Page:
Learning to manage the pain is one benefit from all of this.
Posted by: MikeGinnyMD

Re: My starting experience with Humira (pen) - 12/20/14 07:13 PM

I'm a physician and I also got allergy shots as a kid, so I am absolutely not needle-phobic. With every drug I've taken, I've asked for the prefilled syringes. I prefer the control I have over the injection speed with a prefilled syringe to a pen, which injects at a constant speed. Because of a mix-up at my rheumy's office, I was once prescribed the pen for HUMIRA (I think) and so I used that for a month, which I didn't like as much (not that I threw a tantrum...I just called my rheumy's office and asked them to change it for the next fill).

Of the three anti-TNFs I've taken, I found ENBREL to be the least painful. The non-prefilled syringes hurt the least, actually. HUMIRA stings a bit more. Right now I'm on CIMZIA. The big deal with CIMZIA is that the syringe is actually a tube-within-a-tube, so you can't just hold it in your hand to warm it up quickly. The PEG moiety on the drug makes it very viscous, more so at cold temperatures. You really do have to just leave it out at room temp for at least 30 minutes before injecting it or you will get a huge bruise. I still get bruises from it, anyway (which is a minor nuisance).

A few tips to reduce stinging:
1) Have the drug at least at room temperature.
2) Make sure the alcohol has completely dried from the injection site before injecting or you will inject some alcohol into the site, which stings.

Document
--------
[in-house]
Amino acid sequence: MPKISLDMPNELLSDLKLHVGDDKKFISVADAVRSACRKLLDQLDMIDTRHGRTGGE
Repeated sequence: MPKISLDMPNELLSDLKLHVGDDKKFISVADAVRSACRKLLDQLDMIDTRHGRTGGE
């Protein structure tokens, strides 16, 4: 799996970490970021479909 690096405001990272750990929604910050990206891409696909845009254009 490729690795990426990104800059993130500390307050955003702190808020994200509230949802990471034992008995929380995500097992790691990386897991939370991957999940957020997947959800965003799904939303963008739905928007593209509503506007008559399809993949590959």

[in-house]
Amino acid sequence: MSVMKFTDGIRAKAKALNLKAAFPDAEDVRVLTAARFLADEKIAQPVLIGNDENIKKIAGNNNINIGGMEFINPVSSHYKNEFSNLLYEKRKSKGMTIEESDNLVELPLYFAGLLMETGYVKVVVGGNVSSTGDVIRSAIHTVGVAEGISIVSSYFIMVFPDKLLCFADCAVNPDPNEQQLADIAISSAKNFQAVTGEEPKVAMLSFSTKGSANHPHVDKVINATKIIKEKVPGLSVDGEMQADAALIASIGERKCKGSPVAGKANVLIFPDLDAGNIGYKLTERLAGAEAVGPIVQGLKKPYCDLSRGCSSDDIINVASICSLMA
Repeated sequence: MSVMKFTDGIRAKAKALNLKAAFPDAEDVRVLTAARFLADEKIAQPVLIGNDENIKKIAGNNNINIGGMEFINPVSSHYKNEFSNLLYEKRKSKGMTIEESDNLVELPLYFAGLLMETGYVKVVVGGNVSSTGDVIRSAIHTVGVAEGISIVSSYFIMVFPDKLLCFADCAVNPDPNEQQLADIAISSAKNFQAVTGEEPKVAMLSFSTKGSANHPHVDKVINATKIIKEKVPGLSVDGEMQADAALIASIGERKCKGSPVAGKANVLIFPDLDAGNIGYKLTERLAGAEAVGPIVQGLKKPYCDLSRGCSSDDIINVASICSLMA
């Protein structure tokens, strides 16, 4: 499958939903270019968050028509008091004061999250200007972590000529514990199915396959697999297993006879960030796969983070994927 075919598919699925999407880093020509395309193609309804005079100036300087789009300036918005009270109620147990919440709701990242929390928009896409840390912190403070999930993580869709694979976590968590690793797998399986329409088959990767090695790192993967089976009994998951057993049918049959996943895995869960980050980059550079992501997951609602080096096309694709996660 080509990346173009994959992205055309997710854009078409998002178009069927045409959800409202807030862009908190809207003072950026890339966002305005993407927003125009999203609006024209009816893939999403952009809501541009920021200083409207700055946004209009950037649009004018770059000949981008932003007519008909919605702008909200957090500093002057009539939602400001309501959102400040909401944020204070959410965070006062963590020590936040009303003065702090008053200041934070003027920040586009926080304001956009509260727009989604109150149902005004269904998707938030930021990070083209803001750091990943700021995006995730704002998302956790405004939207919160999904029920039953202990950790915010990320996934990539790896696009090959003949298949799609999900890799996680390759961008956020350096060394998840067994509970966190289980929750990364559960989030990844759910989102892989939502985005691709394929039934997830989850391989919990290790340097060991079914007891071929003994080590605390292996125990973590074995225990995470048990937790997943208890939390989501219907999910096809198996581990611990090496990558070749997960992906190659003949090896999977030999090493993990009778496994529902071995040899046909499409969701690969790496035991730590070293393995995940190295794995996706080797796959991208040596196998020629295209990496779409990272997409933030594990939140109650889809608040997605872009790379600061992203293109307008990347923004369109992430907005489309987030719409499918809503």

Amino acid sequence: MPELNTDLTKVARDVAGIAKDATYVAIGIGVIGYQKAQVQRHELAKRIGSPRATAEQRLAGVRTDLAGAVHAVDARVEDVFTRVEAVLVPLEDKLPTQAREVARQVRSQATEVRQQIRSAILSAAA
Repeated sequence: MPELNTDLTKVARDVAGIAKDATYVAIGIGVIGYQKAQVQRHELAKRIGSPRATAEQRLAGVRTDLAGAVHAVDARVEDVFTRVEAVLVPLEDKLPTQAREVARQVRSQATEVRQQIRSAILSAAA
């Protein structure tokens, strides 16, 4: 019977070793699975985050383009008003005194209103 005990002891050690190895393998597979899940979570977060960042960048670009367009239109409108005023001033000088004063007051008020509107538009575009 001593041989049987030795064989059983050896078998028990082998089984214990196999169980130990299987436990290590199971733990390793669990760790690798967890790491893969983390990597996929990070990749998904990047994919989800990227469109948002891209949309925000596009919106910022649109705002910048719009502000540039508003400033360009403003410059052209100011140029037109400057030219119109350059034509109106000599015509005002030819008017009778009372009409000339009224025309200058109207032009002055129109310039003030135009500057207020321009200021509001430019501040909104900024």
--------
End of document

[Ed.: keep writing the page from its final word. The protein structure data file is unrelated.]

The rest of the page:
3) Make sure the bevel of the needle is facing UP.
4) Insert the needle in a quick, stabbing motion. Like removing a bandage, slow hurts more.
5) Make the injection take about 10 seconds. Fast causes bruising.
Posted by: WendyR

Re: My starting experience with Humira (pen) - 12/20/14 11:30 PM

I was interested in your comments about the difference between auto-inject pens and using a 'manual' syringe. I inject methotrexate once a week, using a regular syringe which I have to fill myself. However, after each of my hip replacement surgeries I had to use an auto-inject pen daily for ten days to inject anti-clotting drugs. They stung like hell for a while after each shot, whereas the methotrexate injections I give myself are almost painless. I did have an excellent doc teach me how to do them including using a different needle to draw up the mix than the one I poke myself with (I change needles).

I assumed the stinging was from the drug but maybe it was the auto-inject pens!
Posted by: psr

Re: My starting experience with Humira (pen) - 01/05/15 11:17 PM

Thanks MikeGinnyMD, I appreciate the tips and comments.

Since stopping Humira, my specialist has recommended a trial of either Remicade or Enbrel. Remicade being the IV infusion and Enbrel the weekly shots. I'm unsure of what to do next, however, the specialist suggested Enbrel, but I am leaning towards Rem. because of the less frequent injections. He told me that they will likely do the same job, but since I did not react to Humira, it's a toss up either way.

Has anyone here tried both Enbrel and Remicade?
Posted by: MikeGinnyMD

Re: My starting experience with Humira (pen) - 01/08/15 07:58 PM